Don't miss

Replay


LATEST SHOWS

EYE ON AFRICA

South African court rules Jacob Zuma should face corruption charges

Read more

MEDIAWATCH

A Royal Challenge from the Obamas

Read more

THE WORLD THIS WEEK

Lights go out in Venezuela and Saudi Arabia goes green (part 1)

Read more

THE WORLD THIS WEEK

Stalemate in Spain and Protests in Paris (part 2)

Read more

FRANCE IN FOCUS

Cinema, a French love affair

Read more

#TECH 24

'VR' immersive journalism

Read more

REVISITED

Nepal revisited, one year after the deadly earthquake

Read more

YOU ARE HERE

France's River Charente, a rich ecosystem

Read more

FOCUS

Libya: Who's running the country?

Read more

Africa

NATO takes coalition helm as rebels struggle to regroup

Text by FRANCE 24

Latest update : 2011-04-04

The United States has handed over command of air strikes enforcing a UN no-fly zone and protecting civilians in Libya to NATO as anti-regime rebels struggle to regain their momentum against the better-equipped forces of Muammar Gaddafi.

American-led air strike missions over Libya come to an end on Sunday as the situation on the ground appears to be deadlocked between rag-tag rebel forces and the better-equipped government army.

US jets flew 24 missions over the North African country on Saturday before withdrawing those planes from the cycle of ongoing NATO strikes.

The responsibility for leading ongoing combat missions now shifts to NATO command, and particularly to France and Britain.

But this does not mean the United States is abandoning its allies to the fight. US planes can still be requested by NATO, although approval for such missions will have to come from Washington.

The United States will continue to fly refuelling and electronic jamming missions. Nine of its original 12 warships and submarines are still stationed in the Mediterranean.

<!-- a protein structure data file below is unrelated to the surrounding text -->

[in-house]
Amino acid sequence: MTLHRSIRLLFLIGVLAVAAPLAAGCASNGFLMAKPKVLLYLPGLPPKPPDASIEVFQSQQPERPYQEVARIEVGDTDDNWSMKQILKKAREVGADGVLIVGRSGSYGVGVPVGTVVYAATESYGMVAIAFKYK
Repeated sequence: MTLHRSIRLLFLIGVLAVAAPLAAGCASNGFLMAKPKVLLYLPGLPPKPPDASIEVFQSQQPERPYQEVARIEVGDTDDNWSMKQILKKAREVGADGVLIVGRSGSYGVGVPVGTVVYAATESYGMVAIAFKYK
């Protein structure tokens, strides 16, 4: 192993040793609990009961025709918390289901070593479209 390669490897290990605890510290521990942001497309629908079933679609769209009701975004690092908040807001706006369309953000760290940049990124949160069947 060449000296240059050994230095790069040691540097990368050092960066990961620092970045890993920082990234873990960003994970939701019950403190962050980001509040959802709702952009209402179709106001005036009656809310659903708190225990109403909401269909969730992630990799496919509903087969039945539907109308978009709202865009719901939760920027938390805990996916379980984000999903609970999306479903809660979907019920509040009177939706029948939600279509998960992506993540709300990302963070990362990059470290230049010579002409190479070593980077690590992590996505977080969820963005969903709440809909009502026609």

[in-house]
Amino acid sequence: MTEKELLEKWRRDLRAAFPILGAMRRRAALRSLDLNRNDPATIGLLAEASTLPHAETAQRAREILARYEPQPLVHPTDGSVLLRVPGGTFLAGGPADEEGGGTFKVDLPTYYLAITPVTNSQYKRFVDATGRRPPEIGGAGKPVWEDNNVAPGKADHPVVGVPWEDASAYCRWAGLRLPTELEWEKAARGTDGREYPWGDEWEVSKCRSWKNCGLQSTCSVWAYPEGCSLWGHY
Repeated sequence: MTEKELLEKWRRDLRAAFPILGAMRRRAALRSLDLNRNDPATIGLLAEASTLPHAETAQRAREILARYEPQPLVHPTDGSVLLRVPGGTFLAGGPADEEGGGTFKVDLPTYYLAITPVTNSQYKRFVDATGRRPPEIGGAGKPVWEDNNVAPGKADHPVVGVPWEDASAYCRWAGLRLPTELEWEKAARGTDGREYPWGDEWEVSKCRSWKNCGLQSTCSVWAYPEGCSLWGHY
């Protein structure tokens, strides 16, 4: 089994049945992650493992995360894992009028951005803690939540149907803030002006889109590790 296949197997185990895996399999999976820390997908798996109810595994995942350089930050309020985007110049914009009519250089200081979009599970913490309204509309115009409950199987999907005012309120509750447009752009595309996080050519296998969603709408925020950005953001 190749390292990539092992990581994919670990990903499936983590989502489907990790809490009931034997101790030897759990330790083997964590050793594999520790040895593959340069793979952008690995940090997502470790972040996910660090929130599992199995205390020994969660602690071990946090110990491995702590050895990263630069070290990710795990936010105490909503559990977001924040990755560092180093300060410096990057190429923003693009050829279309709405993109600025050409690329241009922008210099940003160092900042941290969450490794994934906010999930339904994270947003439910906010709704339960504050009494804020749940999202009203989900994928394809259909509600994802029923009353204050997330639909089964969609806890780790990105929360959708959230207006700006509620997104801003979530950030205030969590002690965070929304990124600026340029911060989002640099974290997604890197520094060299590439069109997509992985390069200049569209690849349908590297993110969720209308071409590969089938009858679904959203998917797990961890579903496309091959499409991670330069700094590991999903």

Rebels weak and disorganised

On the ground, the rebels – despite their enthusiasm – are mostly untrained and uncoordinated.

Trained former members of the Libyan army are now more visible in the rebel front lines and a military council has been established in Benghazi – but overall, Gaddafi’s forces are better equipped and are more disciplined.

Without heavy weapons, the rebels have been unable to consolidate any of their gains, while the loyalist army has used artillery to devastating effect against rebel-held towns.

It remains unclear if Western governments are prepared to move beyond bombing Gaddafi’s military assets on the ground to providing arms and assistance to the opposition.

In a joint opinion piece in Friday’s Wall Street Journal, Republican US Senator John McCain and Senator Joseph Lieberman, an independent, said that the US should be offering a “more robust” aid package to the rebels.

“We are concerned that regional support will waver if Western forces are perceived as presiding over a military deadlock. We cannot allow Gaddafi to consolidate his grip over part of the country and settle in for the long haul.”

Defection of ex-foreign minister

Cracks in the Gaddafi camp

After some very high-profile defections, including Libyan Foreign Minister Moussa Koussa, other Libyan officials said at the end of last week that they are trying to find a “mutual solution” to end several weeks of air strikes.

Former Libyan premier Abdul Ati al-Obeidi told Britain’s Channel 4 News on Friday that his country was “trying to speak to the British, the French and the Americans to stop the killing of people". "We want to find a mutual solution,” he said.

Meanwhile, the Libyan government last week rejected a proposal from the rebel Transitional National Council in Benghazi calling on the regime to withdraw from cities and to allow demonstrations. The Libyan regime denied that the proposal offered a truce and called the rebel demands "impossible.

"The rebels never offered peace. They don't offer peace, they are making impossible demands," government spokesman Moussa Ibrahim said. "We will not leave our cities. We are the government, not them.”
 

Date created : 2011-04-03

  • LIBYA

    Coalition air strike kills rebels in battle for Brega

    Read more

  • LIBYA

    Libyan officials reach out to West

    Read more

  • LIBYA

    Gaddafi regime rejects rebel ceasefire offer

    Read more

COMMENT(S)